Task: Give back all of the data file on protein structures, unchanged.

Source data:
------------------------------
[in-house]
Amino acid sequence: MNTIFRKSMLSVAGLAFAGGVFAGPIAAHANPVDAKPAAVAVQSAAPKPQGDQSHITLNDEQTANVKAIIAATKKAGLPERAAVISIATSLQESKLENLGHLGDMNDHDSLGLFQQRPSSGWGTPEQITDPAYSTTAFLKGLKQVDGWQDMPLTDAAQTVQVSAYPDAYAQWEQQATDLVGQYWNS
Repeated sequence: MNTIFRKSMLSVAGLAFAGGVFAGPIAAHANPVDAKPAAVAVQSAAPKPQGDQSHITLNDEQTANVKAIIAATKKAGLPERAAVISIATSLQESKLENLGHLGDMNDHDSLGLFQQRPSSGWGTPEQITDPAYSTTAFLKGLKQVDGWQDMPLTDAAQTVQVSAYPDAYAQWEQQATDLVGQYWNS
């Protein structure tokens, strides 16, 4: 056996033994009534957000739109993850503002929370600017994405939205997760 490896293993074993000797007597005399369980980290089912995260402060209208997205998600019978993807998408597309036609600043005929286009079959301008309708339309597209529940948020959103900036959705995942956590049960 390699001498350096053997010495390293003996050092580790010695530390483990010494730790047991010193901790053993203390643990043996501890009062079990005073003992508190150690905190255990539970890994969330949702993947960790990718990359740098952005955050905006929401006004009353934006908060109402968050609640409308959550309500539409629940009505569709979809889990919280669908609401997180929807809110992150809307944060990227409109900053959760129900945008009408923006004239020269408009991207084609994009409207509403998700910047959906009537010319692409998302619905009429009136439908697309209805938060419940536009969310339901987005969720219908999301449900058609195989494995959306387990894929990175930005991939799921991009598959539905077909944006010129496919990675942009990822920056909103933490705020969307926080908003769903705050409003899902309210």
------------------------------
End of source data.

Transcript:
[in-house]
Amino acid sequence: MNTIFRKSMLSVAGLAFAGGVFAGPIAAHANPVDAKPAAVAVQSAAPKPQGDQSHITLNDEQTANVKAIIAATKKAGLPERAAVISIATSLQESKLENLGHLGDMNDHDSLGLFQQRPSSGWGTPEQITDPAYSTTAFLKGLKQVDGWQDMPLTDAAQTVQVSAYPDAYAQWEQQATDLVGQYWNS
Repeated sequence: MNTIFRKSMLSVAGLAFAGGVFAGPIAAHANPVDAKPAAVAVQSAAPKPQGDQSHITLNDEQTANVKAIIAATKKAGLPERAAVISIATSLQESKLENLGHLGDMNDHDSLGLFQQRPSSGWGTPEQITDPAYSTTAFLKGLKQVDGWQDMPLTDAAQTVQVSAYPDAYAQWEQQATDLVGQYWNS
């Protein structure tokens, strides 16, 4: 056996033994009534957000739109993850503002929370600017994405939205997760 490896293993074993000797007597005399369980980290089912995260402060209208997205998600019978993807998408597309036609600043005929286009079959301008309708339309597209529940948020959103900036959705995942956590049960 390699001498350096053997010495390293003996050092580790010695530390483990010494730790047991010193901790053993203390643990043996501890009062079990005073003992508190150690905190255990539970890994969330949702993947960790990718990359740098952005955050905006929401006004009353934006908060109402968050609640409308959550309500539409629940009505569709979809889990919280669908609401997180929807809110992150809307944060990227409109900053959760129900945008009408923006004239020269408009991207084609994009409207509403998700910047959906009537010319692409998302619905009429009136439908697309209805938060419940536009969310339901987005969720219908999301449900058609195989494995959306387990894929990175930005991939799921991009598959539905077909944006010129496919990675942009990822920056909103933490705020969307926080908003769903705050409003899902309210």